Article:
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Laurieby Karen A. Pavlick

We become actors and lose our voice? What’s that all about?

If there is one theme that seems to run through all the questions I’ve received from actors more than any other, hands down, is fear to use our voice.

Do you remember one thing that you absolutely wanted and couldn’t stop talking or thinking about it until you got it?  Maybe you couldn’t sleep because this really cute guy was occupying your mind and finally one day you “bump” into him and he asks you out!  Have you ever walked in a department store with your mom and right in front of your eyes are the most amazing leopard strapped, open-toed wedges that are a “must have?” You don’t stop talking about them until your mom is convinced they, too, are the best shoes she has ever seen! How about that one destination you have always wanted to travel to, like Hawaii? It’s all you talk about and save for until you are buckled up for takeoff on Hawaiin Airlines, saying, “Aloha!”

Then, you dream to become an actor…and you lose your voice? What’s that all about?

QUESTIONS: I don’t think I should call my agent, I might be bugging him and then he won’t ever send me out again? I’m not happy with my manager, should I tell her, but if I do, she may drop me? I would love to send this casting director a note, but will that come off as brownnosing? I’m a principal in a SAG commercial, my friends are seeing me all over, but I have yet to receive any residuals. Should I call Talent Partners, or will that come off like I’m greedy?

ANSWERS: Where does this fear come from? Nothing stopped you from getting those leopard strapped open-toed wedges, or that boy or girl of your dreams or that vacation destination, so what stops you from using your voice to get the career you have always dreamed of?

I know this all too well. My voice went into hiding and it took years to find it. I feared rejection, doing the “right” thing and being “loyal to a fault.” (staying with one agent for years, because I liked them, though I didn’t like the fact that I was barely being sent out anymore)

When I first became an actor, I had no fear. I did what everyone told me not to do. “Don’t walk into an agency, send your headshot.” So, I walked in, dropped off my headshot along with a handwritten note and got called in. My first film happened to be a major movie with a major star and director attached. I didn’t get paid for the time the production company put me “on hold,” while they were deciding what dates I would be traveling to another state to shoot a couple scenes. When I confronted my agent about how I wasn’t paid for this time, she literally wanted me to “drop it.” She went on to say how lucky I was to be cast in this movie and it’s best not to start any “touble.”  She was more concerned with, “You may never work in Hollywood again,” and with her reputation than doing what was fair and right.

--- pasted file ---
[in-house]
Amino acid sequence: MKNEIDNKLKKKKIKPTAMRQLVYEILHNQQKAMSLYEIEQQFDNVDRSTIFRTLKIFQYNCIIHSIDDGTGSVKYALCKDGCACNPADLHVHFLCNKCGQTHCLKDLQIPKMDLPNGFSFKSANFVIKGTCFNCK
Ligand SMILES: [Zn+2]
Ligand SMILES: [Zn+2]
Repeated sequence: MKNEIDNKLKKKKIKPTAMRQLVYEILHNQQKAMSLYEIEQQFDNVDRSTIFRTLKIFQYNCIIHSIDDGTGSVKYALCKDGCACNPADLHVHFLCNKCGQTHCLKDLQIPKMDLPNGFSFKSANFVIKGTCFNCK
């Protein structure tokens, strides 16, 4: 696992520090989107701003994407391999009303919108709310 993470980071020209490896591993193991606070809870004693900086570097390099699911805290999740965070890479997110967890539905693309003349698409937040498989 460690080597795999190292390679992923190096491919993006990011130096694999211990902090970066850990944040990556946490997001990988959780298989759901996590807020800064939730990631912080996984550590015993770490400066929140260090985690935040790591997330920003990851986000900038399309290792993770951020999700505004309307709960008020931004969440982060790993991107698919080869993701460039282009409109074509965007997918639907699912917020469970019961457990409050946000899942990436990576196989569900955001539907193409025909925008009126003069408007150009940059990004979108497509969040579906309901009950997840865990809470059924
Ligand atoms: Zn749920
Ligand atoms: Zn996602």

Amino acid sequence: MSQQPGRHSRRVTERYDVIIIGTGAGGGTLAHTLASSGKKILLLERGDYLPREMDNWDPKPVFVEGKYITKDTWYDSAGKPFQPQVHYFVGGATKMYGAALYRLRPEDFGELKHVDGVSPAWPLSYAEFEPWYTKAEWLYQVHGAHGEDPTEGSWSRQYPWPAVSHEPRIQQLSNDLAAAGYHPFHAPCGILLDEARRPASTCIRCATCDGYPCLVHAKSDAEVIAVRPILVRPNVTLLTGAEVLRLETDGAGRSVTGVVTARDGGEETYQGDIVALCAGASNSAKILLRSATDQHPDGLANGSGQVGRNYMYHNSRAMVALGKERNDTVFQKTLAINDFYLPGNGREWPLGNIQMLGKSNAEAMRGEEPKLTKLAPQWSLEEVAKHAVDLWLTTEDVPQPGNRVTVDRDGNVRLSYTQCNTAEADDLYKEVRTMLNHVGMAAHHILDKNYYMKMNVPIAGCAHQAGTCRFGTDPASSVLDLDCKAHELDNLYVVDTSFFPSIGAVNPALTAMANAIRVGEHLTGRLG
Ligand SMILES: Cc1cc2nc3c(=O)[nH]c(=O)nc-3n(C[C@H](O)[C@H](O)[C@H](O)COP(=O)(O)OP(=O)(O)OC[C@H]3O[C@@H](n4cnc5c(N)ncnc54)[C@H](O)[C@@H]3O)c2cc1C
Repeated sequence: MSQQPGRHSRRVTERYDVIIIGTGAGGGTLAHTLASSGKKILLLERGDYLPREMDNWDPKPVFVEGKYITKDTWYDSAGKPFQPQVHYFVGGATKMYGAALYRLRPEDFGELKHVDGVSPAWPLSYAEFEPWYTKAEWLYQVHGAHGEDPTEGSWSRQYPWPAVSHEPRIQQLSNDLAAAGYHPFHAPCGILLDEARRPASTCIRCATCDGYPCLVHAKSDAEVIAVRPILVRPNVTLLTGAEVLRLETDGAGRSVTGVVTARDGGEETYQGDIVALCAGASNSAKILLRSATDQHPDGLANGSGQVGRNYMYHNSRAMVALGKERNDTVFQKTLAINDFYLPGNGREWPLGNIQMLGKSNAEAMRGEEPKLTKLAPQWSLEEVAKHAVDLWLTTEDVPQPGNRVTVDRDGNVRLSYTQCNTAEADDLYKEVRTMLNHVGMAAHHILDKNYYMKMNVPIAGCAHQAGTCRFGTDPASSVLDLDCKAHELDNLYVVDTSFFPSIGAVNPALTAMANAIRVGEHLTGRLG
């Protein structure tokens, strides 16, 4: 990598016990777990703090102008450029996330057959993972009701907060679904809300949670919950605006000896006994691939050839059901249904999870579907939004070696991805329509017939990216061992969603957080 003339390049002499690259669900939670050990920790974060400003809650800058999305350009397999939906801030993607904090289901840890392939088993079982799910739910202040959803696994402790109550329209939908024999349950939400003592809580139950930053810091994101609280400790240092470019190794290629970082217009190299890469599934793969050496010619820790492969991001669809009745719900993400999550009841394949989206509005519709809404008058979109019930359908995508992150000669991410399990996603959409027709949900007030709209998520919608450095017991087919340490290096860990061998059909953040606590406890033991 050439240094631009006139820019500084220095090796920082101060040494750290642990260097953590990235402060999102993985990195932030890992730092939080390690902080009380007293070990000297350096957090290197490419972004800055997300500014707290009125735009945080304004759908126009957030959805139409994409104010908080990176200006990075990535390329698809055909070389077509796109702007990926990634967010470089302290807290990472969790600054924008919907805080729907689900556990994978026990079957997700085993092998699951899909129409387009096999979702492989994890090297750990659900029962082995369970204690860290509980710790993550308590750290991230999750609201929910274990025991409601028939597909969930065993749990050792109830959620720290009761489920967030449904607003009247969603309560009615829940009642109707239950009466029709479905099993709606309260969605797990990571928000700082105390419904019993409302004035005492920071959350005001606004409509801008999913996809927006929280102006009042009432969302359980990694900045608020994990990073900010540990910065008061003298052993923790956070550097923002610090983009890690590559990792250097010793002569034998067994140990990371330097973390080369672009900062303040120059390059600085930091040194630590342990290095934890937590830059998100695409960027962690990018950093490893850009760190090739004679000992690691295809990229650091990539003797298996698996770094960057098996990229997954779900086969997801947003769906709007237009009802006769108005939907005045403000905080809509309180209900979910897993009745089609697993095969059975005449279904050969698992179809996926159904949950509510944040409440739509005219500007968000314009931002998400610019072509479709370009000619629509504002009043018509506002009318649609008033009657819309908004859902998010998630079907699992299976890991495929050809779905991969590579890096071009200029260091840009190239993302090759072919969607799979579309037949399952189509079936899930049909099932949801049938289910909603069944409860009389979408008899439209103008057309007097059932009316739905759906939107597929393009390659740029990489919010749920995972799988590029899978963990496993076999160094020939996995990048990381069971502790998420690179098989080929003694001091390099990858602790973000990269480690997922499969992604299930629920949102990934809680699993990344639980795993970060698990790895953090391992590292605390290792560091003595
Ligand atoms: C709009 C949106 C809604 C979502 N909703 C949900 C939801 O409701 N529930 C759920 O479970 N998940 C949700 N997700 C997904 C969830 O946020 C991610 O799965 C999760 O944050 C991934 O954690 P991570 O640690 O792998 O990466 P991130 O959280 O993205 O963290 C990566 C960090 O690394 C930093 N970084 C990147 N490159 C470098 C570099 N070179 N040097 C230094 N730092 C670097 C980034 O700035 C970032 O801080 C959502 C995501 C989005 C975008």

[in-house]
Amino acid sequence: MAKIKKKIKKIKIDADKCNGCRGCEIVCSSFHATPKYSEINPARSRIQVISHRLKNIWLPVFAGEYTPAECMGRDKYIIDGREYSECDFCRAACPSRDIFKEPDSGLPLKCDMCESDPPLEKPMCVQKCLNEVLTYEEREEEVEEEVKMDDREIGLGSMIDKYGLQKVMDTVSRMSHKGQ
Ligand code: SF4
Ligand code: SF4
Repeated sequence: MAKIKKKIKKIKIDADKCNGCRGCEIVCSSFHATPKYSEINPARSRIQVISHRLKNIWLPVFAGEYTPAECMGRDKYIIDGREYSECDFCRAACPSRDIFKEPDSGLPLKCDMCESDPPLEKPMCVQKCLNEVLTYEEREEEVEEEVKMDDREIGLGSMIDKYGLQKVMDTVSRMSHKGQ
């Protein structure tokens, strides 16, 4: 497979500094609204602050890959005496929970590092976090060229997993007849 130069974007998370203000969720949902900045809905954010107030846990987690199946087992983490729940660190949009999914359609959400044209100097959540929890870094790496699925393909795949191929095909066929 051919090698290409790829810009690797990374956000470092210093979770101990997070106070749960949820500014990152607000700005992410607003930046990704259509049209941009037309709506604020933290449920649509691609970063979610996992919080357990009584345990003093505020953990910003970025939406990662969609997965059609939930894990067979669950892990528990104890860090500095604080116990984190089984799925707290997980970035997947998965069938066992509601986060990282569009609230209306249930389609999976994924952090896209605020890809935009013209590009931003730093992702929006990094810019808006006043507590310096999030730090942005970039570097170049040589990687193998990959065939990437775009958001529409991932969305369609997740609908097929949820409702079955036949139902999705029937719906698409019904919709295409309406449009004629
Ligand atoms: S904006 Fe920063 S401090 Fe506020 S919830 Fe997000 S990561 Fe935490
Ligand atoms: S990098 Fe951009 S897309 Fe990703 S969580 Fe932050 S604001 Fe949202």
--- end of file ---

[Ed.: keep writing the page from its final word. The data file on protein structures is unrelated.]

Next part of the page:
I was shocked! I decided to take the matters into my own hands all because of some wise words I was told from a seasoned actress who played my “mom” in one of the first TV commercials I ever did—which happened to be for American Airlines. I was as “green” as they come. The set was the front doorsteps to this beautiful old house that was surrounded by rolling green hills in the San Francisco bay area.  My “mom” who was playing the grandma to my kids was the seasoned actress. We were all waiting outside on the grassy hill, it was hot and there was no place to sit. I was about to sit on the lawn when my “mom” said, “We need chairs, I’m going to ask for chairs.”

My first reaction was….”Oh you don’t want to ask them for that, they are so busy and may think you are too demanding and never hire you again.”

She gently turned to me with the most comforting, experienced eyes and spoke words of wisdom, “They will respect you more for asking.”

These pearls of wisdom rang true to me, after my agent told me to “drop it.” I called the SAG offices myself.  It took some time, but after a few conversations, I walked away not only with a hefty check, but with dignity, respect and grace, just for the asking. And guess what?  I continued to work in Hollywood!

Over the years, I have learned that whenever I am questioning a challenging decison, I applaud and get excited about it, because I know, no matter what the outcome, the incoming message grows and changes me to be more of who I am called to be.

This is not easy, when we give our power away. This journey is about you, not what others think about you. It’s about those leopard strapped open-toed wedges, that cute boy or girl or that trip of a lifetime.

Have faith in your voice, not fear; a “no” can mean a “yes” for something bigger and greater.

You deserve your own chair, ask for it, and don’t be surprised if you get more than something to sit on…like…respect.

Until next time go to QUESTIONS AND ACTORS LIKE it and USE it!


Karen Pavlick is the new host for HSN, (Home Shopping Network.) She started off in the entertainment business as an NFL CHEERLEADER for the Raiders. This led her to an acting career, working with Robin Williams and directed by her favorite, Tom Shadyac, in PATCH ADAMS, to over 60 National TV Commercials to THE BOLD & THE BEAUTIFUL, to opening her own production company, Hollywood Ending Films, where both of Karen’s two short films garnered BEST FILM and she was honored with “Distinguished Filmmaker.” Karen has a passion for travel, unique spas, wines, the outdoors and being surrounded by her family and friends. The next exciting adventure that awaits Karen in 2014 is the completion of her first self-help discovery book in which she hopes to help heal women’s hearts.